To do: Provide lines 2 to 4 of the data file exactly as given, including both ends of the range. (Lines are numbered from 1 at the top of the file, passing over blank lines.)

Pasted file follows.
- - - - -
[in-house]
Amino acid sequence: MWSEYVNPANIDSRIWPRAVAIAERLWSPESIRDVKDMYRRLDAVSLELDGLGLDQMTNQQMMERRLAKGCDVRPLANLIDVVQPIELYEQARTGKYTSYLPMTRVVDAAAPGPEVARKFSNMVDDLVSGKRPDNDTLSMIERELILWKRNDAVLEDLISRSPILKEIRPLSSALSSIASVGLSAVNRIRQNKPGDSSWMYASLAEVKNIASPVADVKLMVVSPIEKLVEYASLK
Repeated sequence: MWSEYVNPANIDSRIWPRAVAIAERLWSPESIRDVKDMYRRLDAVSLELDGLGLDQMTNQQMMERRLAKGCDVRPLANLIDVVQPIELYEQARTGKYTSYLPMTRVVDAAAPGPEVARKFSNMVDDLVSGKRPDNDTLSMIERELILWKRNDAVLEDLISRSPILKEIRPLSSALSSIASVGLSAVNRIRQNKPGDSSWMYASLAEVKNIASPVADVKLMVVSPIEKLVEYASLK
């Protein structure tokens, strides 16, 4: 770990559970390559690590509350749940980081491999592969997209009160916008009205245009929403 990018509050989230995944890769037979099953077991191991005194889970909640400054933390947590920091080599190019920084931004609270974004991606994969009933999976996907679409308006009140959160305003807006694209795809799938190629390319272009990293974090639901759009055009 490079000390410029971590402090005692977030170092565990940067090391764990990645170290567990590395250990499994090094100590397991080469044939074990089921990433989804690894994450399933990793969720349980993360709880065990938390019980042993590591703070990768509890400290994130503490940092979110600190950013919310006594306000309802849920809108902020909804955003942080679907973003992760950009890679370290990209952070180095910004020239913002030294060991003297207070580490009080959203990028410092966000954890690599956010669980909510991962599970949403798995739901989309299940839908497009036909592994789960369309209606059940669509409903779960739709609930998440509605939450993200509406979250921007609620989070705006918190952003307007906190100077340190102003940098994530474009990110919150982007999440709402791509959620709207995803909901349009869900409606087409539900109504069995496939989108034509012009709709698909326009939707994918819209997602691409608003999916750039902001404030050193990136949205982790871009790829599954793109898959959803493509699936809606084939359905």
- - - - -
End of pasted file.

Amino acid sequence: MWSEYVNPANIDSRIWPRAVAIAERLWSPESIRDVKDMYRRLDAVSLELDGLGLDQMTNQQMMERRLAKGCDVRPLANLIDVVQPIELYEQARTGKYTSYLPMTRVVDAAAPGPEVARKFSNMVDDLVSGKRPDNDTLSMIERELILWKRNDAVLEDLISRSPILKEIRPLSSALSSIASVGLSAVNRIRQNKPGDSSWMYASLAEVKNIASPVADVKLMVVSPIEKLVEYASLK
Repeated sequence: MWSEYVNPANIDSRIWPRAVAIAERLWSPESIRDVKDMYRRLDAVSLELDGLGLDQMTNQQMMERRLAKGCDVRPLANLIDVVQPIELYEQARTGKYTSYLPMTRVVDAAAPGPEVARKFSNMVDDLVSGKRPDNDTLSMIERELILWKRNDAVLEDLISRSPILKEIRPLSSALSSIASVGLSAVNRIRQNKPGDSSWMYASLAEVKNIASPVADVKLMVVSPIEKLVEYASLK
């Protein structure tokens, strides 16, 4: 770990559970390559690590509350749940980081491999592969997209009160916008009205245009929403 990018509050989230995944890769037979099953077991191991005194889970909640400054933390947590920091080599190019920084931004609270974004991606994969009933999976996907679409308006009140959160305003807006694209795809799938190629390319272009990293974090639901759009055009 490079000390410029971590402090005692977030170092565990940067090391764990990645170290567990590395250990499994090094100590397991080469044939074990089921990433989804690894994450399933990793969720349980993360709880065990938390019980042993590591703070990768509890400290994130503490940092979110600190950013919310006594306000309802849920809108902020909804955003942080679907973003992760950009890679370290990209952070180095910004020239913002030294060991003297207070580490009080959203990028410092966000954890690599956010669980909510991962599970949403798995739901989309299940839908497009036909592994789960369309209606059940669509409903779960739709609930998440509605939450993200509406979250921007609620989070705006918190952003307007906190100077340190102003940098994530474009990110919150982007999440709402791509959620709207995803909901349009869900409606087409539900109504069995496939989108034509012009709709698909326009939707994918819209997602691409608003999916750039902001404030050193990136949205982790871009790829599954793109898959959803493509699936809606084939359905």